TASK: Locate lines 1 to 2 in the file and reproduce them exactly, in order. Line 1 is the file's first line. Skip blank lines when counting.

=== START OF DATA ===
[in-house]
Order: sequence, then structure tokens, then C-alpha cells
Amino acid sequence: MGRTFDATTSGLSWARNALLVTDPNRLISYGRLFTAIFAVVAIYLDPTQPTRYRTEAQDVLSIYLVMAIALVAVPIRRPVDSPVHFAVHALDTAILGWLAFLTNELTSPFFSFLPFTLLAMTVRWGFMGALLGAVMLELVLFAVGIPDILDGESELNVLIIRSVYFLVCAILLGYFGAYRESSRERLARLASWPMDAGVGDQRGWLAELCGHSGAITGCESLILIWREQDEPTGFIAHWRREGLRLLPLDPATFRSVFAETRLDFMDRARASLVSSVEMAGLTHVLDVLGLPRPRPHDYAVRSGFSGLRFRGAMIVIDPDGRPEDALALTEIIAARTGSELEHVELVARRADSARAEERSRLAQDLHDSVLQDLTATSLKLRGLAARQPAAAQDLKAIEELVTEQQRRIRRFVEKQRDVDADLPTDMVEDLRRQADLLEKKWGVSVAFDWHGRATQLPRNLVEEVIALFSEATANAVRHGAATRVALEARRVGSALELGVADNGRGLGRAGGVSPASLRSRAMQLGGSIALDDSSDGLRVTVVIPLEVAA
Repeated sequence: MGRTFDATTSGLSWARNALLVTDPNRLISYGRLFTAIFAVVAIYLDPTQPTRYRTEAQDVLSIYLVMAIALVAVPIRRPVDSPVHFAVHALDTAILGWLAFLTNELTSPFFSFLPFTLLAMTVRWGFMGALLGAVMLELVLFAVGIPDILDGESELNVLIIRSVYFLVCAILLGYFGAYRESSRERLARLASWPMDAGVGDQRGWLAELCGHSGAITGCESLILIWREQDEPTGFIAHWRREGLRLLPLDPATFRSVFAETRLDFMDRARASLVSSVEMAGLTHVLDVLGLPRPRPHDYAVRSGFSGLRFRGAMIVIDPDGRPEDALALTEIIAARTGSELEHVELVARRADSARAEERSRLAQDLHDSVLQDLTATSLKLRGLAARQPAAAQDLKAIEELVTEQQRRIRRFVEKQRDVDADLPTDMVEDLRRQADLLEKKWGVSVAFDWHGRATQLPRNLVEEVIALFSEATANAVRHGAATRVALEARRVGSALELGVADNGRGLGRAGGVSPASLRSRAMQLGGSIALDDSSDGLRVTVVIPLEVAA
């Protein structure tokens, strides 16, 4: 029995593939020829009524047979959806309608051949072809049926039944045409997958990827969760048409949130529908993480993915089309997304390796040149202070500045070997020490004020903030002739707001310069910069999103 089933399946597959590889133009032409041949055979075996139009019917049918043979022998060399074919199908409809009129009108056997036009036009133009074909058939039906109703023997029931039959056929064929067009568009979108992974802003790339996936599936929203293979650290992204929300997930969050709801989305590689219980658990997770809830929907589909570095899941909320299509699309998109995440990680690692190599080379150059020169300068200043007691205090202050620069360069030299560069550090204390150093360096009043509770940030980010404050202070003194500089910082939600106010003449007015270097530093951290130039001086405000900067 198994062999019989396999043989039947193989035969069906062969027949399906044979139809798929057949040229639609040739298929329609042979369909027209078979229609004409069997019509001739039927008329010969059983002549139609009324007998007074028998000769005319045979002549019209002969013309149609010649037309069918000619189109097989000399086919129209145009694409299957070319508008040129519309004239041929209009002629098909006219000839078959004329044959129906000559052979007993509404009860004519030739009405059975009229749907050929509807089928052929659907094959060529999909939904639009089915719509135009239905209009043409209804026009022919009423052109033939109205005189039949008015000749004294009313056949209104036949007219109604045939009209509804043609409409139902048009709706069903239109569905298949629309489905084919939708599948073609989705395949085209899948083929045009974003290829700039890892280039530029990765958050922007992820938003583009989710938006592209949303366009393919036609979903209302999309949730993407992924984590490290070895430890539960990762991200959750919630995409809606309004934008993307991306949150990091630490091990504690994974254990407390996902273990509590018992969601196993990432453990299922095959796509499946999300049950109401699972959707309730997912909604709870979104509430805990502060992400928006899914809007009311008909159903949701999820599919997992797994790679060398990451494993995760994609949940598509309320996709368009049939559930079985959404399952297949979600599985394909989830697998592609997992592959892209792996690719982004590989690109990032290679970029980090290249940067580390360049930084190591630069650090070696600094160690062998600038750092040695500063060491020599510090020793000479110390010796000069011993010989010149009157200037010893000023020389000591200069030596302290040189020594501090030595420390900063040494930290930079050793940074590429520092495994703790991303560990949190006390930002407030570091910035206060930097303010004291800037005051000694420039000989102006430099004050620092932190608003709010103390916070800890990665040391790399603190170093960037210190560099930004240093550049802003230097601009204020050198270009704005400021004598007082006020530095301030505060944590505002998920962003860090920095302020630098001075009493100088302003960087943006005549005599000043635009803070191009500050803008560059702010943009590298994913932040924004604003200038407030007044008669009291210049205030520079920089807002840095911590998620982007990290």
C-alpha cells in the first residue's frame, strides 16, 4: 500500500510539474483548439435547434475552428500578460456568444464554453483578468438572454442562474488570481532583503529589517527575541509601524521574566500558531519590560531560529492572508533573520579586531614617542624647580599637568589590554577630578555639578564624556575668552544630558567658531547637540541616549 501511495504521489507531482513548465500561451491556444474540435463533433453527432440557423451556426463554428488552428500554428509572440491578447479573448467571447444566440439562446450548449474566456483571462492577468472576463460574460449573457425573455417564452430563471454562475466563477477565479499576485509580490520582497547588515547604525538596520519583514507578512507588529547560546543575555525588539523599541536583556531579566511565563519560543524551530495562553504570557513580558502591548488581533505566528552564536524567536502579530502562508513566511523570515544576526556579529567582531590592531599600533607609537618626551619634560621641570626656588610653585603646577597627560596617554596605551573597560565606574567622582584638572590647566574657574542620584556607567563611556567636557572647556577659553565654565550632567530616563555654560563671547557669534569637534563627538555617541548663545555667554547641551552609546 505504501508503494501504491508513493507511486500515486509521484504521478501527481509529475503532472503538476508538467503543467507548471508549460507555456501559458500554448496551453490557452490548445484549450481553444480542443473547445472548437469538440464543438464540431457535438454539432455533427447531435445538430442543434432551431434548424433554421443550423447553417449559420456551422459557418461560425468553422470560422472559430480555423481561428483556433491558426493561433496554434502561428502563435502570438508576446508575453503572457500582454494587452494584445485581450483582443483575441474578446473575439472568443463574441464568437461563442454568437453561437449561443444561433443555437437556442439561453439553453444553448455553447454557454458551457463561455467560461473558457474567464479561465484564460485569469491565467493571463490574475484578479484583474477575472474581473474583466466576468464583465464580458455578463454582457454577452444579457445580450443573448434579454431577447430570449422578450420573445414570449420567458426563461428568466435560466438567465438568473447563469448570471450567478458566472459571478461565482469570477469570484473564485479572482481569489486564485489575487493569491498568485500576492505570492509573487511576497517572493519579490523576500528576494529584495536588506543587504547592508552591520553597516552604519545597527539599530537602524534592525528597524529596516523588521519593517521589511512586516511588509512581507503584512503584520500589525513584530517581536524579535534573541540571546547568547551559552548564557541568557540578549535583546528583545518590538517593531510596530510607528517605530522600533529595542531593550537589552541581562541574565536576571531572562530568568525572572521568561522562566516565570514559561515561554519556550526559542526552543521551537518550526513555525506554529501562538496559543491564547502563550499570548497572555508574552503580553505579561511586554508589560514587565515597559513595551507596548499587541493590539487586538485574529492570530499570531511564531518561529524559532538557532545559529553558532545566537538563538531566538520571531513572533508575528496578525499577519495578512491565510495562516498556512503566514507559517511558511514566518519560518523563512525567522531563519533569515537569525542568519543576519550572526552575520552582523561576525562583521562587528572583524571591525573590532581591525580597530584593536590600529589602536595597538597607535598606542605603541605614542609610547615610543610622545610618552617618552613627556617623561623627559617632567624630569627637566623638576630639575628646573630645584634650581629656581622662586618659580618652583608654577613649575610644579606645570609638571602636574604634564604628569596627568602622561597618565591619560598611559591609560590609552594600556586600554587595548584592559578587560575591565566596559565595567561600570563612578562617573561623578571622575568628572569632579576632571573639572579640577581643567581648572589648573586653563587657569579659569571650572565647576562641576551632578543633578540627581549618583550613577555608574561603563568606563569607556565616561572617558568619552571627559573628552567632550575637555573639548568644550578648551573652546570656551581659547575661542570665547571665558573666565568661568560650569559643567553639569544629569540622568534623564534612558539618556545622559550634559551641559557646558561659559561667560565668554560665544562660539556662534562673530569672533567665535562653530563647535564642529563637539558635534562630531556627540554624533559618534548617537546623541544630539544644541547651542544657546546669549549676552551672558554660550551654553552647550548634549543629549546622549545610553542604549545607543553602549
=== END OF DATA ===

[in-house]
Order: sequence, then structure tokens, then C-alpha cells